The CFI-funded computing cluster, made up of eight computing nodes, one head node and mass storage for data, will enable researchers to develop efficient parallel optimization methods for a broad range of applications.

• Computer Cluster for Quantum Molecular Dynamics Simulations: from Quantum Nanoclusters to Biological Systems. Lead investigator: Pierre-Nicholas Roy, chemistry. CFI funding: $150,000.

The CFI-funded computer cluster supports research in theoretical and computational chemistry. The work involves developing theories and models to predict the properties of atoms and molecules at the microscopic level. "Our simulation work on the properties of hydrogen in nano-confinement, done in collaboration with experimentalists, will help explain new types of molecular superfluids," says Roy. "In the longer term, a better understanding of confined hydrogen could open doors to innovations in the field of hydrogen storage. These innovations are essential if hydrogen becomes a mainstream alternate clean fuel.

“Our biological simulations research could have an impact on health because a fundamental understanding of protein-carbohydrate interactions would allow researchers to tackle diseases such as tuberculosis and C. difficile with innovative molecular therapies."

• Fabrication Facility for Superconducting Quantum Devices. Lead investigator: Adrian Lupascu, physics and astronomy. CFI funding: $164,000.

The CFI-funded infrastructure consists of an electron-beam evaporation system, custom-built to meet the stringent requirements for micro-fabrication of superconducting quantum devices. The equipment will complement infrastructure for micro-fabrication at Waterloo and will be located in a clean room in the Quantum-Nano Centre, now under construction.

"Quantum information science has the potential to revolutionize the processing and transmission of information," says Lupascu. "It addresses the challenges of miniaturization through an emphasis on quantum effects, which are detrimental to the functioning of conventional computers. In this new framework, the subtle properties of evolution and measurement of quantum systems are used to enable applications that are not possible using present-day tools."

The EBE system will play a key role in research on superconducting quantum computing and devices. The tool will also spur research in other directions. For example, superconducting quantum devices will be used to explore quantum optics in a new domain: microwave frequencies and ultra-strong coupling between light (microwave fields) and atoms (superconducting qubits or quantum bits).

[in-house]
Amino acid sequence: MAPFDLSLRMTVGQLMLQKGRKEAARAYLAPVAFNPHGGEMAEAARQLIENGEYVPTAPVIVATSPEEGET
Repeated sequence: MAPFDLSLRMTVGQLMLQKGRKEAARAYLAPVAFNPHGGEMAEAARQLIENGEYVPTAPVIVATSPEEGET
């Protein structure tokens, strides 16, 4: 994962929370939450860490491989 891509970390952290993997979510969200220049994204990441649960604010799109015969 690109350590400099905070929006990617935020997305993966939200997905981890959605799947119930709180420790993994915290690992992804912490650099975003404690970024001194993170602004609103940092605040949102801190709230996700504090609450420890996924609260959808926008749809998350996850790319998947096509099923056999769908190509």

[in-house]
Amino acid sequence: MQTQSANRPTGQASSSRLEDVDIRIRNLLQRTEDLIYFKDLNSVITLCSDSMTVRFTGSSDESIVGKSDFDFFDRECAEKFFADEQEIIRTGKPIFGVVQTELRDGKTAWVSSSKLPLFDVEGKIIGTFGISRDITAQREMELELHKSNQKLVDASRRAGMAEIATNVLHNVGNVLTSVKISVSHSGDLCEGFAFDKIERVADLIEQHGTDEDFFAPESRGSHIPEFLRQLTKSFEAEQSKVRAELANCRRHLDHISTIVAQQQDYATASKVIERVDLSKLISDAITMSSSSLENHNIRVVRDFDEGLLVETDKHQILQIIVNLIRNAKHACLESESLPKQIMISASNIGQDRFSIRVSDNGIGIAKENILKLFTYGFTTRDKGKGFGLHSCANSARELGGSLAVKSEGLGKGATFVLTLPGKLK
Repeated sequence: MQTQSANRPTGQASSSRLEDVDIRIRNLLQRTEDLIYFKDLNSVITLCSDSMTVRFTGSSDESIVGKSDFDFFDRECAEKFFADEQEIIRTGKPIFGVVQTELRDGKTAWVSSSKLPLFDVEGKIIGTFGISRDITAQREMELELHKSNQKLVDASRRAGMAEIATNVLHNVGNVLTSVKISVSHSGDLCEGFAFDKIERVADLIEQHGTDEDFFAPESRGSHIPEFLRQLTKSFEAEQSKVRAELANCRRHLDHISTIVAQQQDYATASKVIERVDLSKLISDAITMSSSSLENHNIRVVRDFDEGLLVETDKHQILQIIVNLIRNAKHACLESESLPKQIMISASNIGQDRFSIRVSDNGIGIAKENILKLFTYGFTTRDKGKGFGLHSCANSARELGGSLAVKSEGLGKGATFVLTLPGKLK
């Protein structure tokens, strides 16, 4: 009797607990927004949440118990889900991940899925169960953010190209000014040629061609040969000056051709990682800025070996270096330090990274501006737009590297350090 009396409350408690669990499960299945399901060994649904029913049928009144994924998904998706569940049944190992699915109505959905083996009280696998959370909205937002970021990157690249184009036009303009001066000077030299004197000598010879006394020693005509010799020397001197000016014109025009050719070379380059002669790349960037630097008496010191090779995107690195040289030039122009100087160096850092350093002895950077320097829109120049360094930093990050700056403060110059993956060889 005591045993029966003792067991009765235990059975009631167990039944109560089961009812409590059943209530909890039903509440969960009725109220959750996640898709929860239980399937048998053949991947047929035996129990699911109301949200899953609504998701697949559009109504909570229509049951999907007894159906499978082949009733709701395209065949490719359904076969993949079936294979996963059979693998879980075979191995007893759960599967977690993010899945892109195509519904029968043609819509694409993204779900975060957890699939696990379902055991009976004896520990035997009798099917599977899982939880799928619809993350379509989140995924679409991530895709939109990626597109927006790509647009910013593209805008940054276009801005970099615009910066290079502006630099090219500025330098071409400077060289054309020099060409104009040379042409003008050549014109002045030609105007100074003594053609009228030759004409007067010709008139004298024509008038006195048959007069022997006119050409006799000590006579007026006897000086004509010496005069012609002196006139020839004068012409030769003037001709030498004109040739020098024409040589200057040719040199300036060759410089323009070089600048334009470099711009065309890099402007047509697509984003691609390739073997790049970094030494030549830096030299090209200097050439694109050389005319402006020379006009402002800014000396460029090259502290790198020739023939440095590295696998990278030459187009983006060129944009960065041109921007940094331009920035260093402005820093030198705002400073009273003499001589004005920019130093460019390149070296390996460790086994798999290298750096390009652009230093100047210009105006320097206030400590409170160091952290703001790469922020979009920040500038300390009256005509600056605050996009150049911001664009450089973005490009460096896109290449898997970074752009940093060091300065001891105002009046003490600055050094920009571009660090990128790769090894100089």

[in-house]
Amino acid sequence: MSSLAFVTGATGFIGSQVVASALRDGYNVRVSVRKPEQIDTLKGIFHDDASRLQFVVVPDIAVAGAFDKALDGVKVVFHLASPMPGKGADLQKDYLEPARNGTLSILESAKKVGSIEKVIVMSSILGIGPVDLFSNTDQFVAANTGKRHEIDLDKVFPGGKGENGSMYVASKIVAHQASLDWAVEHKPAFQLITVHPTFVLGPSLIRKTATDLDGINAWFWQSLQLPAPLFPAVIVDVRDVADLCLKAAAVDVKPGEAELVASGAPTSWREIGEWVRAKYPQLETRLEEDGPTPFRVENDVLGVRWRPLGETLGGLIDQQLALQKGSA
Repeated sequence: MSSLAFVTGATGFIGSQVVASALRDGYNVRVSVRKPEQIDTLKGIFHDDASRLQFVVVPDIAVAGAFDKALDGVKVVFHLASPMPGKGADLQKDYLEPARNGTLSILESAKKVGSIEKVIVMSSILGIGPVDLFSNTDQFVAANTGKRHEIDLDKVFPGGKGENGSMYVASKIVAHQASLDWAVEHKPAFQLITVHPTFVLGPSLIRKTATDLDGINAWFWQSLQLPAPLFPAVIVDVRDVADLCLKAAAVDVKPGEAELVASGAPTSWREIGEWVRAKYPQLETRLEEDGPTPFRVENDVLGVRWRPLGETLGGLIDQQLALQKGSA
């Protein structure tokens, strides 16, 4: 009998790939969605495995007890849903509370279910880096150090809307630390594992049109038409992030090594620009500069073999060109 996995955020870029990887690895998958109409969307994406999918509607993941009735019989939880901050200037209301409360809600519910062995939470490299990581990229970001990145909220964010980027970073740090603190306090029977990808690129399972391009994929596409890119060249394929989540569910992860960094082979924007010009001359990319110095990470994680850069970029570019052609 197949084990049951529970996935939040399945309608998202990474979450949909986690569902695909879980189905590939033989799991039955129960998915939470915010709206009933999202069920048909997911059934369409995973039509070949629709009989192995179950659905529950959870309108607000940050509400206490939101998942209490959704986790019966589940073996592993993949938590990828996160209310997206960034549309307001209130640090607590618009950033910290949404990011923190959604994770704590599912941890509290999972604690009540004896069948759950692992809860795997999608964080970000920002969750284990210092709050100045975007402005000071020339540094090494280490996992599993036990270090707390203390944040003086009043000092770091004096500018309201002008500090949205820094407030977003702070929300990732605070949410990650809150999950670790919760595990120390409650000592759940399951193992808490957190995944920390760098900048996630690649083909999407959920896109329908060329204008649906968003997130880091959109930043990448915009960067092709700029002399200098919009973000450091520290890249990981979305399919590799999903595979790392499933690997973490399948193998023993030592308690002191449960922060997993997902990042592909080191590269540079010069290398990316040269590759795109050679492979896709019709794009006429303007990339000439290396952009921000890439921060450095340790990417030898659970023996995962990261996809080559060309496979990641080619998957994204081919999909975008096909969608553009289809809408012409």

• Macromolecular Crystallography at Waterloo. Lead investigator: David Rose, biology. CFI funding: $171,008.

The CFI funding will provide a macromolecular crystallography facility, which gathers data to determine the atomic structures of macromolecules (proteins, carbohydrates, nucleic acids). The key instrument is an integrated X-ray diffractometer system designed for application to macromolecular crystals.

"How we determine the atomic structure of biological molecules is a critical step to understand how these molecules work in nature and how their functions can be altered or regulated towards specific outcomes," says Rose. His research team has been applying the technology to study the processing and metabolism of carbohydrates in such areas as deriving nutrition from dietary starch, synthesis of glyco-proteins, and the discovery and development of novel molecules for energy production from organic material.

• Organism-Environment Feedback Facility. Lead investigator: Kim Cuddington, biology. CFI funding: $125,000.

Research in population and community ecology assumes that the organism is a passive recipient of environmental conditions. But it's clear that some organisms, called "ecosystem engineers," modify the chemical and physical environment. The CFI funds will allow Cuddington's research team to develop a general theory of organism-environment feedback while studying two areas of application: biological control and the management of invasive species. "Our research will benefit society by reducing agriculture dependency on pesticides," says Cuddington.


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Link of the day


When and where

Fall term examinations December 9-22; unofficial grades begin appearing in Quest December 23; grades become official January 25.

Trellis (library computer system) software upgrade continuing to December 21; some online data and services unavailable. Details.

Fee payment deadline for winter term, December 17 (promissory note), December 29 (bank transfer). Details.

Christmas buffet luncheon served by UW Catering, through Friday, 12:00 to 2:00, Festival Room, South Campus Hall, $17.95, reservations ext. 84700.

Weight Watchers at Work information session and sign-up for winter series, 12:00, Humanities room 373; information ext. 32218.

St. Jerome’s University President’s Annual Christmas Gala, 6:00, Community Centre, by invitation.

Society of Waterloo Architecture Graduates holiday soiree (“fancy clothes, live music and hors d’oeuvres”) 8:00 p.m., Lily Ruth Restaurant, Cambridge, tickets $10 from swagcouncil@

University Club Holiday Cheer Reception Friday 4:00 to 6:00, hors d’oeuvres, cheese, fruit, pastries, $13.75 per person, reservations ext. 33801.

Carousel Dance performance of “The Nutcracker” and “The Twelve Days of Christmas” Saturday 2:00, Humanities Theatre.

David Powell, civil engineering student who died December 11, funeral service Saturday 10:30 a.m., Glad Tidings Pentecostal Church, 1401 Guelph Line, Burlington.

New faculty holiday reception (family and friends invited) Monday from 3:30 p.m., Laurel Room, South Campus Hall; walk to Waterloo Park for Wonders of Winter display, 5:45. Details.

UW senate monthly meeting Monday — cancelled.

Payday for faculty and monthly-paid staff Wednesday, December 23, and Friday, January 22; for biweekly-paid staff, December 18 and 31.

Christmas and New Year’s holidays: UW closed Thursday, December 24, through Friday, January 1, reopening Monday, January 4.

Opera Kitchener presents “Die Fledermaus” Sunday, January 3, 3:00, Humanities Theatre. Details.

Winter term classes begin Monday, January 4.

Imaginus poster sale January 4-8, Student Life Centre.

Return-to-campus interviews for co-op students January 6-8, Tatham Centre. Work term reports from fall term co-op jobs due January 11, 4 p.m..